The power of knowing your people

In 1995, a young able seaman writer from Ballarat joined HMAS Perth, and was put to work maintaining technical publications.

CAPTION: Warrant Officer Bentley, left, and Lieutenant Tyermann on board HMAS Toowoomba. Story by Lieutenant Commander Kieran Davis. Photo by Able Seaman Shaun Siltic.

Like many of the 18-year-old sailors living on board in those days, Able Seaman Dennis Bentley found himself frequenting pubs and clubs with his messmates and spending a significant portion of his salary out on the town.

As a country boy, living in a big city like Sydney with all of the entertainment and attractions, it was a hard temptation to resist, albeit a fascinating and amazing experience for a young sailor.

Consequently, he had little savings, and what he did save he was sending home to support his mother and two brothers.

Six months after Able Seaman Bentley posted to Perth, his supervisor, Chief Petty Officer Robert (Bob) Tyerman, sat him down for a fatherly, mentoring chat.

He was well aware of the weekly escapades of Able Seaman Bentley and the other junior technical sailors.

As a divisional senior sailor he also knew that Able Seaman Bentley’s father had tragically died when he was very young and that perhaps he had lacked a fatherly figure growing up.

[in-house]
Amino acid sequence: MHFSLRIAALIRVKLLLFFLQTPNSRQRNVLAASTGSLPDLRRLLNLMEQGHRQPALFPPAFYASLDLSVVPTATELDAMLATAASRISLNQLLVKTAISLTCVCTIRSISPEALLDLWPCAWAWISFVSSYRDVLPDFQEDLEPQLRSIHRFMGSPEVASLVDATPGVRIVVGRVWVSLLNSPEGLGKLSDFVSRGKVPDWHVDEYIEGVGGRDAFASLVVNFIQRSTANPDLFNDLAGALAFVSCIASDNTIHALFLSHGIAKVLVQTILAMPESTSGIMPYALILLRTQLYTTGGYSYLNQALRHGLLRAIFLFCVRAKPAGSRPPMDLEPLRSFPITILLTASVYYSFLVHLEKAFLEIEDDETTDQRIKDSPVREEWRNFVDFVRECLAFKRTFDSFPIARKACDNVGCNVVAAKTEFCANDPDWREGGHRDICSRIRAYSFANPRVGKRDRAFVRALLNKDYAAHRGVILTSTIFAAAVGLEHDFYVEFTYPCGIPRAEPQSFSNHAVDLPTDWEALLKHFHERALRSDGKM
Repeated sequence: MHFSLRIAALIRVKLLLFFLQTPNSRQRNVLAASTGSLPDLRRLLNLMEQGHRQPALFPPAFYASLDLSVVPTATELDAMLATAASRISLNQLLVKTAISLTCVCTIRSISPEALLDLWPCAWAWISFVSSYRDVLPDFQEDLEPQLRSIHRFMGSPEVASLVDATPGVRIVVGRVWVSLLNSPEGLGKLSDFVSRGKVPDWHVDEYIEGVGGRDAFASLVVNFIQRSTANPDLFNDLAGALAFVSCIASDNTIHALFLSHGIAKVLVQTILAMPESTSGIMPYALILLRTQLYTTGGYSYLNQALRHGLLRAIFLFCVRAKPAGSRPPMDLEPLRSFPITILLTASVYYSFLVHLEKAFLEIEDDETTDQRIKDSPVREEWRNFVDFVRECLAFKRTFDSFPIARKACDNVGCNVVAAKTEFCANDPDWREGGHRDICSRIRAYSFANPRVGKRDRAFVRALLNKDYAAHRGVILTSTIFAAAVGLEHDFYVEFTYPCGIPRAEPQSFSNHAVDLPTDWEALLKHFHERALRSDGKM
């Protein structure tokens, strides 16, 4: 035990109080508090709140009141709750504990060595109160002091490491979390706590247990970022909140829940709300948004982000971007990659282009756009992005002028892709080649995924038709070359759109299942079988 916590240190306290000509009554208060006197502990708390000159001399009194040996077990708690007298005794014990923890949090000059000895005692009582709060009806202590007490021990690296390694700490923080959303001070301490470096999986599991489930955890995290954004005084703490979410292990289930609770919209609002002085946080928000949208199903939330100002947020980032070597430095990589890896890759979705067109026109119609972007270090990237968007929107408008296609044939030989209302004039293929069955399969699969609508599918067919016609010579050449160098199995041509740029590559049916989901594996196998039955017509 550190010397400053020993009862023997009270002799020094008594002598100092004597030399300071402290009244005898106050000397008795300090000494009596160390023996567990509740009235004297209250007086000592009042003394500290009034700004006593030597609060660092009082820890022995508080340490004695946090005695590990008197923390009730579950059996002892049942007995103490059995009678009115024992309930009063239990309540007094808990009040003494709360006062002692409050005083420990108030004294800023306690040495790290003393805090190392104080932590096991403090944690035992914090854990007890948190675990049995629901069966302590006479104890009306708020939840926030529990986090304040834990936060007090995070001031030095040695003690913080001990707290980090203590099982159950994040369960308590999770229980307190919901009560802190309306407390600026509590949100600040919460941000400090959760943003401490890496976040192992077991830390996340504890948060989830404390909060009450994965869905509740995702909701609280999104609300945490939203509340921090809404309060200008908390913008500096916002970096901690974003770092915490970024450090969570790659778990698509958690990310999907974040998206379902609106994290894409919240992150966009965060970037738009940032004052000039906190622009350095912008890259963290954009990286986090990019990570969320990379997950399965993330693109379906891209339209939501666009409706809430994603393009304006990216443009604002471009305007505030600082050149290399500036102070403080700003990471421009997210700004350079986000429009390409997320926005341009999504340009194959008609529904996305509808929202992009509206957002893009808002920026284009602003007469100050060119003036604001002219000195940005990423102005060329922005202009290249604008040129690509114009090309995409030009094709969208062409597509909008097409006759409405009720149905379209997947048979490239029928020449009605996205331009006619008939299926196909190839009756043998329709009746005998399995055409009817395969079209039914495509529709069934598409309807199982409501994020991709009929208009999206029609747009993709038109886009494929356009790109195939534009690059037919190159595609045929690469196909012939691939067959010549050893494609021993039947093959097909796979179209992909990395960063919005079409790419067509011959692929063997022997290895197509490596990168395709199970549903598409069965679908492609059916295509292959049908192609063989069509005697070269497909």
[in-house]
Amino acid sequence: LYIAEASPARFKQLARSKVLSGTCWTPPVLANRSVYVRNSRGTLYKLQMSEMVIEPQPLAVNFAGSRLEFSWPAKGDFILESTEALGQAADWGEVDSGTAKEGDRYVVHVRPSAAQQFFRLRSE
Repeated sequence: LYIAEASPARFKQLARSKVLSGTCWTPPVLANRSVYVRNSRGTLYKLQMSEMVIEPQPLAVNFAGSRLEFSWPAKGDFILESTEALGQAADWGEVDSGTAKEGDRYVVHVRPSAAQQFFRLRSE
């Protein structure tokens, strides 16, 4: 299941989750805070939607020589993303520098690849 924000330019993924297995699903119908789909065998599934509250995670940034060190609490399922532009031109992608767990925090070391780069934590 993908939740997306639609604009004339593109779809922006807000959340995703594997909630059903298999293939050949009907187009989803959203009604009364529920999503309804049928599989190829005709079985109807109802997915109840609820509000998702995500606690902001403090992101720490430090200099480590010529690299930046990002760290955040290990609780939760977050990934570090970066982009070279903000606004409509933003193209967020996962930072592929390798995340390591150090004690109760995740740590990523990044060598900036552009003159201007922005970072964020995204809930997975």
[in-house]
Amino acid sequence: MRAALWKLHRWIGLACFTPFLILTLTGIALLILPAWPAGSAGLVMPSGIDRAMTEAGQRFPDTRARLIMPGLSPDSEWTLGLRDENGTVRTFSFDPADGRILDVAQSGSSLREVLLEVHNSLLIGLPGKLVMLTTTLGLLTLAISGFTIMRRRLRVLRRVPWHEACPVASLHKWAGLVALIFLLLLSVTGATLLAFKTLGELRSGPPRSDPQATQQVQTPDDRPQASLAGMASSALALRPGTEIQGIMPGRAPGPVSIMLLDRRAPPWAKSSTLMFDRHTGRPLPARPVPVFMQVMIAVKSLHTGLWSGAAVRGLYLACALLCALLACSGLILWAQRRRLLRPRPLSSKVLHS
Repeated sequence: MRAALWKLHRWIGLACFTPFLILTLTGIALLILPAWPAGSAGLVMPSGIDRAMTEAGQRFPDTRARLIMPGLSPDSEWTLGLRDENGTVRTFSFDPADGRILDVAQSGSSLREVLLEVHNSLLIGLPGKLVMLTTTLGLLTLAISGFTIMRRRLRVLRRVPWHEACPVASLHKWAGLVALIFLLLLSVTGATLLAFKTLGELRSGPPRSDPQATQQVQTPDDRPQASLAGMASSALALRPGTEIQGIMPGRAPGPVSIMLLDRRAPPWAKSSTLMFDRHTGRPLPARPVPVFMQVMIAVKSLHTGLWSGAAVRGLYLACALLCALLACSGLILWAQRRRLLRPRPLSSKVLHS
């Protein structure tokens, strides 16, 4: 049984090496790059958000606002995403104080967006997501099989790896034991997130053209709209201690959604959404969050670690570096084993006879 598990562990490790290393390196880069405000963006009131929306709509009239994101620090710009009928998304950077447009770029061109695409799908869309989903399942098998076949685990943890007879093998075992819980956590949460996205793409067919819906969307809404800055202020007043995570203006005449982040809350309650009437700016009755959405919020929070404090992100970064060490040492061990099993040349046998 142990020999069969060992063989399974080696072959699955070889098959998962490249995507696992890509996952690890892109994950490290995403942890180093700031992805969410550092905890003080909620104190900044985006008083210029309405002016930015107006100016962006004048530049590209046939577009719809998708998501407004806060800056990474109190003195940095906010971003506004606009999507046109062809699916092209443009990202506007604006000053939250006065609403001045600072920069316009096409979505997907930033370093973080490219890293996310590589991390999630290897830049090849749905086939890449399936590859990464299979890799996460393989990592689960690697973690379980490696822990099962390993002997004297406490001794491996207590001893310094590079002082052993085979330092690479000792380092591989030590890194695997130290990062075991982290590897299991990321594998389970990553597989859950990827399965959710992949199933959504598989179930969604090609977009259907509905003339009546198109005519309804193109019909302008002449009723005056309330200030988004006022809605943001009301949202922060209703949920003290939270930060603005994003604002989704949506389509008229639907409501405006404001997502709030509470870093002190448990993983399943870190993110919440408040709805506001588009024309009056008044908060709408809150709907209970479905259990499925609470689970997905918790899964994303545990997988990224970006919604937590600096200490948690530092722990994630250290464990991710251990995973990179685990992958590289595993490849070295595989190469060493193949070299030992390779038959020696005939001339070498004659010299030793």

Years later, the now Warrant Officer Bentley recalls the conversation.

“I am not sure what prompted Bob to sit me down for that particular divisional chat, or whether he had similar chats with the other young, mischievous sailors, but either way I am pretty sure he cared about my wellbeing and was trying to provide me some guidance,” he said.

“The conversation was along the lines of: ‘You are a smart, young man. So what are you doing wasting all your money on junior sailor indulgences? Why don’t you be a bit smarter with your money and start saving some to buy a house, as the sooner you start, the better off you will be in later life.’ ”

Warrant Officer Bentley reflected on the conversation later that day and decided it was wise and in his best interests to listen to Chief Petty Officer Tyerman.

From that point on, he started to save a good portion of his salary and within 12 months had purchased his first home in Ballarat, with his mother and two brothers moving in shortly after. His mother lived in the same house for the remainder of her life.

The equity in this property was eventually used to buy a home with his wife Meg, with whom he has two teenage children, Jamie and Bella.

Warrant Officer Bentley considers that divisional conversation as having had a profound impact on him.

It set his life on a course, both personally and professionally, that has enabled him to achieve a highly decorated and successful career with the Navy, as well as create a loving and caring life for his family.

Some 25 years after that conversation, Warrant Officer Bentley is now the Command Warrant Officer of HMAS Toowoomba – a prestigious head mark position for a warrant officer.

“I listened to the wisdom of my chief petty officer during a divisional chat 25 years ago, and from that point in time, my life and career in our Navy was positively impacted,” he said.

“I try to emulate the wisdom I received as a young sailor when I’m having discussions with our people in my current role.”